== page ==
I hate Whedon fans. No, really. I hate them. I can understand when naysayers start saying nay, cause it’s sort of in their job description, but when the actual fans, the people whose very name implies, or should imply, that they are fanatics, start yelling nay as well, I hate it.
I believe I’ve already explained that I’m one of the starry-eyed optimists when it comes to Dollhouse (you can see that here, on the Dollhouse Deathwatch at Buffyfest) and I’ve already gone indepth about my feelings as regards to the Dollhouse Uncertainty Principle (see my blog post here). So, my point? Well, I had this great post I was planning to write, all about how much I enjoyed last night’s ep of Dollhouse, how we were given so much more backstory on Echo as Caroline, how I never saw her as Faith, not even for a second, and lots of other good stuff. But then I was reading about the ratings drop for last night’s episode, “Echoes” at Whedonesque. And do you know what I saw? I saw all these random people, people who should be able to call themselves Whedon fans, and they were tearing the show apart and calling the time of death.
It is completely impossible to judge a show by a few random episodes. Let me give you an example:
A show premiered to low ratings. After it aired, NBC did not pick it up and actually offered the show to Fox, which also declined to pick it up. However, head of late night and special events for NBC, diverted money from his budget, and four more episodes were filmed. These episodes were placed in a time slot where they followed the number 3 rated show on TV at that time. The series was then finally picked up. The series was renamed and placed in several time slots during its second season, before finally finding a regular time slot. It was not until the show’s fourth season that it finally broke into the Nielsen Top 30, shooting up to number 3 for its 5th year, and number 1 for it’s sixth year. Years 7 and 8 it landed at number 2, and then back to number 1 for it’s final season.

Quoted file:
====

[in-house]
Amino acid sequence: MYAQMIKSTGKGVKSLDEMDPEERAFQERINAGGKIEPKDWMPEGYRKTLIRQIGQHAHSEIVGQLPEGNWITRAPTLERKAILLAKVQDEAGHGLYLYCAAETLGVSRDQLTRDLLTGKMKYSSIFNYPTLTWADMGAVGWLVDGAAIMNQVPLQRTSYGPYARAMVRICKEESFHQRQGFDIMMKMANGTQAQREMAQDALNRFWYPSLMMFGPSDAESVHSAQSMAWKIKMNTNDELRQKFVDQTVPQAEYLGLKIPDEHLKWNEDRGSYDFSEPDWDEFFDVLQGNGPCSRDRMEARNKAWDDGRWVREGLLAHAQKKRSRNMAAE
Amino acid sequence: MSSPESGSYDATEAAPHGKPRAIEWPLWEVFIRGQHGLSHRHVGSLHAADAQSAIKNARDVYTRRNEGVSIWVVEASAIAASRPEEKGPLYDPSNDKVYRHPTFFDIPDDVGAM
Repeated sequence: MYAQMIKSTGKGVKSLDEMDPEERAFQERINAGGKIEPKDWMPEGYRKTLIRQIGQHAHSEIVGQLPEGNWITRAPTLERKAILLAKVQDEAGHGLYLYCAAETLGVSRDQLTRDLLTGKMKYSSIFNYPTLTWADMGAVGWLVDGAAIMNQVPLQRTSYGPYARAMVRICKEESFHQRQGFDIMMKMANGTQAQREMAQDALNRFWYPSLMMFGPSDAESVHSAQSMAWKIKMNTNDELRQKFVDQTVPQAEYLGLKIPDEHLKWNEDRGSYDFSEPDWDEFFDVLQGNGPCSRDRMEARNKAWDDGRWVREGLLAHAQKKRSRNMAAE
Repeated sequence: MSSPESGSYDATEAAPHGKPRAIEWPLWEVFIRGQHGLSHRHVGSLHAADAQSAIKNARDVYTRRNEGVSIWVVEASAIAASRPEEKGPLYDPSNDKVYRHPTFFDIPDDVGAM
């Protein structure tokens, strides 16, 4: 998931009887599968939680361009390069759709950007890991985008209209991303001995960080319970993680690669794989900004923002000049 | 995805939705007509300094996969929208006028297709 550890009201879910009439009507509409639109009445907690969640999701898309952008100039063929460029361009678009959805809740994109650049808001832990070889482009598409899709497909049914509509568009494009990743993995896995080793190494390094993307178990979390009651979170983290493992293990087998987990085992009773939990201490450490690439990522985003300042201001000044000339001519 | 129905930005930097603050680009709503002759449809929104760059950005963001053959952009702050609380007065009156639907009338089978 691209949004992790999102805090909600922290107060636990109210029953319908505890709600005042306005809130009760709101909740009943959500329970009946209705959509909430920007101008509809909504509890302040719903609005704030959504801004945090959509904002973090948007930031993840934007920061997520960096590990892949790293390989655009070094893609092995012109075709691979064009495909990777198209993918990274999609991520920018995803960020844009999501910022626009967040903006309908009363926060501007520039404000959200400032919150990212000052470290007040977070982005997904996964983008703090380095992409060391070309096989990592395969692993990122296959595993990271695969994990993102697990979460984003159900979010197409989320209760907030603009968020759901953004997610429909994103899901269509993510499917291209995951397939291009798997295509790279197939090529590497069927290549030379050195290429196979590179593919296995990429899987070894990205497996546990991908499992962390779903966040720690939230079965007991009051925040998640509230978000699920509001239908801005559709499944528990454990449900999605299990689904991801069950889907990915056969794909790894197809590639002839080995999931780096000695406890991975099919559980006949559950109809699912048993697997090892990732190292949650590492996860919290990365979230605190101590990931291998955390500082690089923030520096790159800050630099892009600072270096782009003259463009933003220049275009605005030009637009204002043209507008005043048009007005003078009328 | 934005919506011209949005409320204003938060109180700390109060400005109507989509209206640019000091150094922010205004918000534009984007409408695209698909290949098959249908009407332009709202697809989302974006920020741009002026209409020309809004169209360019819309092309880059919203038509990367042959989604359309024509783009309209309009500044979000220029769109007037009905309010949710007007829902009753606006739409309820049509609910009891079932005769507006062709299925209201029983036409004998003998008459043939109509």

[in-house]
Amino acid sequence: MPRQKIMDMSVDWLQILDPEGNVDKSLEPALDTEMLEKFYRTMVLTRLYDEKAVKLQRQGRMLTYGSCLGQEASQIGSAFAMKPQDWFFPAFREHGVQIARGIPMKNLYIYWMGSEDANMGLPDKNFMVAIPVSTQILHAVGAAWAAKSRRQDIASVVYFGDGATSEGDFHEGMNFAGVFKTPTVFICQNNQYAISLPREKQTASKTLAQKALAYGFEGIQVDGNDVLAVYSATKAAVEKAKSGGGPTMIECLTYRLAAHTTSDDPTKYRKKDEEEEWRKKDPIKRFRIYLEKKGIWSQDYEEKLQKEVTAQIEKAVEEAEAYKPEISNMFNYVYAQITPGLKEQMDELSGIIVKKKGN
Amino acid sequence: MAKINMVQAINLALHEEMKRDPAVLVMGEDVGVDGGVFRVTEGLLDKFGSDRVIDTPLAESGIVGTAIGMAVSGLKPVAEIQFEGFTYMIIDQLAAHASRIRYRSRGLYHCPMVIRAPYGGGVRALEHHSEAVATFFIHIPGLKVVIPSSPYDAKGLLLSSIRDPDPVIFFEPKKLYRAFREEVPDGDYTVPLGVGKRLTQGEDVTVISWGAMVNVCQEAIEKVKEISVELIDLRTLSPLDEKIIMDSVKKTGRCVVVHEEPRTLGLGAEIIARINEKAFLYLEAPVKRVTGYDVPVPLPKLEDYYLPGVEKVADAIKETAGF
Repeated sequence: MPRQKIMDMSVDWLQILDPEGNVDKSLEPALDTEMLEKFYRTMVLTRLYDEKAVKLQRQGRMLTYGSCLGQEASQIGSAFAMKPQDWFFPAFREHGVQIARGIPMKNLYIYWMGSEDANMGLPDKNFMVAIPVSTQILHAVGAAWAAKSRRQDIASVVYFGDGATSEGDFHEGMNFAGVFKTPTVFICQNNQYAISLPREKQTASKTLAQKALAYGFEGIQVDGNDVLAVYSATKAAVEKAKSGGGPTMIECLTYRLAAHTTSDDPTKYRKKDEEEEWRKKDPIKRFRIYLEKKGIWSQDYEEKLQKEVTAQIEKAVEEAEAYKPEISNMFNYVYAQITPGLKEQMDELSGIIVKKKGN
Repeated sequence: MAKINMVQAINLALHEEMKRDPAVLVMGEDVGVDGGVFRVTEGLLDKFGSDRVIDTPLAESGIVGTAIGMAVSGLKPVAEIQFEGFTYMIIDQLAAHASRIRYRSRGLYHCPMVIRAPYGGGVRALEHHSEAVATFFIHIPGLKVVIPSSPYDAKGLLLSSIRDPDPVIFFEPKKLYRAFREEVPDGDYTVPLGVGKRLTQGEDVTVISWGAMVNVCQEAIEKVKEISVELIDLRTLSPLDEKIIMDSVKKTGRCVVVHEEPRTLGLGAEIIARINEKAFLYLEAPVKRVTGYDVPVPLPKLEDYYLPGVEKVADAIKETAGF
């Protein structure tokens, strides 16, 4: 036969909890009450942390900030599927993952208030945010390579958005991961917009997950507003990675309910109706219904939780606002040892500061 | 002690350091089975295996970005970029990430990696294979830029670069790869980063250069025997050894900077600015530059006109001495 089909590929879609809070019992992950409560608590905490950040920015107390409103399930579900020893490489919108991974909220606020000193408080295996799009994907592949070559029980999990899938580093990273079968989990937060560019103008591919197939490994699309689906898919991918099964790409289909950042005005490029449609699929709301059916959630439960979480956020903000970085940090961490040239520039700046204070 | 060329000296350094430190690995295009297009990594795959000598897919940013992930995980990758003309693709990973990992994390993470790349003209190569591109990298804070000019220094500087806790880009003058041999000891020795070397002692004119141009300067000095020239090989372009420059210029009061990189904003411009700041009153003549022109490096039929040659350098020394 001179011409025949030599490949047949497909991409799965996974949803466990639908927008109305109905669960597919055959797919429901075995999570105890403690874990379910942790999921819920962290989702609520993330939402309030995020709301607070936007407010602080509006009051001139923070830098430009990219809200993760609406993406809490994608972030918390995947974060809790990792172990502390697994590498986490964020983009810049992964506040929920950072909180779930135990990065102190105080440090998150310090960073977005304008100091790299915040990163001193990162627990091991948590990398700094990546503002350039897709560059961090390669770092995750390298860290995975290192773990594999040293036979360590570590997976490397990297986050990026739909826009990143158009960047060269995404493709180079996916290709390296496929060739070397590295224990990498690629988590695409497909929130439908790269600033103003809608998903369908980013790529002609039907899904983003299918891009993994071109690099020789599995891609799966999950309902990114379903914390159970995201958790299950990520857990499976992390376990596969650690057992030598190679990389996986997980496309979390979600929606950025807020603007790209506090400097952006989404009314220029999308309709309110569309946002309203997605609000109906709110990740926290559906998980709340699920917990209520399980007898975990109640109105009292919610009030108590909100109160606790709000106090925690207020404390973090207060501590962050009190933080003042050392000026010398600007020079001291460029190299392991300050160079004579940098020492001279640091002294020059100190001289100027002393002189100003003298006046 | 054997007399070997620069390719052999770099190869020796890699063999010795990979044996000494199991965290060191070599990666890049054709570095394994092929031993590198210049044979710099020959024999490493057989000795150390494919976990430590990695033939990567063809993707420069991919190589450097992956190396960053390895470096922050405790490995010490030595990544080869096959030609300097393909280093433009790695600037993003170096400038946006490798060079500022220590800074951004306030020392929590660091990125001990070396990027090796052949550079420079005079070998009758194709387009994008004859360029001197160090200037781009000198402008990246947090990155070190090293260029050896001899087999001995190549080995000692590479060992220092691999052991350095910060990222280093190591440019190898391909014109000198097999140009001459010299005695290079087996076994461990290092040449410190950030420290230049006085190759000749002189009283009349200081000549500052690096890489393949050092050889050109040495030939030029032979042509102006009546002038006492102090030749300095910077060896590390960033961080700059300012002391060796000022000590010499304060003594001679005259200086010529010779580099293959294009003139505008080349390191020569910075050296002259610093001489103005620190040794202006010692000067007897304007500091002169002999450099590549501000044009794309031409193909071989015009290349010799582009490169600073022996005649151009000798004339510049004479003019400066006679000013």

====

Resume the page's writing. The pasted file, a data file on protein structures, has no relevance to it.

If we were to have judged that show the way people are now judging Dollhouse after just a few episodes, we would have lost out on nine great years of Seinfeld. I know people are gonna start jumping on me, saying that Dollhouse is not Seinfeld. But how do we know what Dollhouse is going to be, if we kill it off after just a few episodes.